3. Don’t talk. Ask questions and then listen. Like I said before, no one likes to hear other people talk about themselves. But they will think you’re the most interesting person in the world if you want to know more about them. So ask questions and listen. Learn about the people you’re networking with and actually build upon a meaningful conversation that will make exchanging business cards more effective in the end. The more you ask about them, the more they will want to know about you for being interested in them.

    What’s your winning strategy for networking events? Share in the comments below!

    (Photo credit: Happy Group of Finger Smileys via Shutterstock)

    More by this author

    How to Write Your Way to a Smile How to Be the Most Interesting Person at a Networking Event Top 5 Tools for Impressive (and Easy) Vlogging

    Trending in Communication

    1The Gentle Art of Saying No 217 Ted Talks for Kids to Inspire Little Minds to Do Big Things 310 Toxic Persons You Should Just Get Rid Of 4Striving Towards Secure Attachment: How to Restructure Your Thoughts 5Being Self Aware Is the Key to Success: How to Boost Self Awareness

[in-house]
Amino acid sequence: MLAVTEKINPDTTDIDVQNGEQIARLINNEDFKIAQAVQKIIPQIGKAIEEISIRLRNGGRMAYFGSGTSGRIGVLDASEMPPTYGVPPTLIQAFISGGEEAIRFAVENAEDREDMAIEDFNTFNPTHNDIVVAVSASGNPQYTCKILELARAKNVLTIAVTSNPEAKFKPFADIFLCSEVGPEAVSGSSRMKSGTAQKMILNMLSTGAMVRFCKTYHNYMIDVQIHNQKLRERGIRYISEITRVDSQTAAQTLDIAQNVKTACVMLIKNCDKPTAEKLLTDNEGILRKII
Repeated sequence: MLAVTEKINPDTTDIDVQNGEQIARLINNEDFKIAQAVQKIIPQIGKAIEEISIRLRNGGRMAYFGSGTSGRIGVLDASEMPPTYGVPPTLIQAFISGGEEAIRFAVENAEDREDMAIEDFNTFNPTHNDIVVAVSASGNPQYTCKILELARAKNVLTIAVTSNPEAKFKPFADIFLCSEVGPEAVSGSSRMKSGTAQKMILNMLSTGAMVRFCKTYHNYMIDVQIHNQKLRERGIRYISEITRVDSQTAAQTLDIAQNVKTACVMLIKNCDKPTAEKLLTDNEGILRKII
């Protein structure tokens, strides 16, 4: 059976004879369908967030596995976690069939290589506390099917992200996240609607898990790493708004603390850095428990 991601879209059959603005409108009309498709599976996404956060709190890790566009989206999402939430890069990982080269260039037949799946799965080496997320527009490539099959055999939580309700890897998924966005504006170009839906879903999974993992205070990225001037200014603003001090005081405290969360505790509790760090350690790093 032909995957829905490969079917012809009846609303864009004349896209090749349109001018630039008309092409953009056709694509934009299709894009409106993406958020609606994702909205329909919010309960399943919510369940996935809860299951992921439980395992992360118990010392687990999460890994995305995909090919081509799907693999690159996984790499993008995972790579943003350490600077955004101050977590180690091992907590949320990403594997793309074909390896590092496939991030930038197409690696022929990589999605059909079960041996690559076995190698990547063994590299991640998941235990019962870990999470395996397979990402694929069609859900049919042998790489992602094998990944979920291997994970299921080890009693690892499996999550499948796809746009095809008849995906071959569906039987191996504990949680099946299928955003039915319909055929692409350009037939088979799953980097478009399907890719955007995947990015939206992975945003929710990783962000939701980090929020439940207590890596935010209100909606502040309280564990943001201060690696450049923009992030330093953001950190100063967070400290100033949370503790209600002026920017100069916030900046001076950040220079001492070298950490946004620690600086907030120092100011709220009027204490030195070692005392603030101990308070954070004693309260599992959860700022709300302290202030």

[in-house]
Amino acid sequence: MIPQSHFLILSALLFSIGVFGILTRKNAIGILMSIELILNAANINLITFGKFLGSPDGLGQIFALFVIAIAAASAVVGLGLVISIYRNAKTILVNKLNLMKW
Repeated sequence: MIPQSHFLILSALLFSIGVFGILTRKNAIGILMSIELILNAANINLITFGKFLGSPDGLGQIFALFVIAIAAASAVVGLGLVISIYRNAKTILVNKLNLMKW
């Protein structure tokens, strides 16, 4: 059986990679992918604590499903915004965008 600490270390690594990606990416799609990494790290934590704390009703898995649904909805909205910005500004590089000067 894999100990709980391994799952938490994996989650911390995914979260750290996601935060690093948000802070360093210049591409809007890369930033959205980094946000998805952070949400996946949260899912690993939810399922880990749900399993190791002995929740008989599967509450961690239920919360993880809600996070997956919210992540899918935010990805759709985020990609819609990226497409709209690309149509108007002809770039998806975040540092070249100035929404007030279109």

Read Next

    Advertising
    Advertising

    The Gentle Art of Saying No

    The Gentle Art of Saying No

    No!

    It’s a simple fact that you can never be productive if you take on too many commitments — you simply spread yourself too thin and will not be able to get anything done, at least not well or on time.

    Advertising

    But requests for your time are coming in all the time — through phone, email, IM or in person. To stay productive, and minimize stress, you have to learn the Gentle Art of Saying No — an art that many people have problems with.

    Advertising

    What’s so hard about saying no? Well, to start with, it can hurt, anger or disappoint the person you’re saying “no” to, and that’s not usually a fun task. Second, if you hope to work with that person in the future, you’ll want to continue to have a good relationship with that person, and saying “no” in the wrong way can jeopardize that.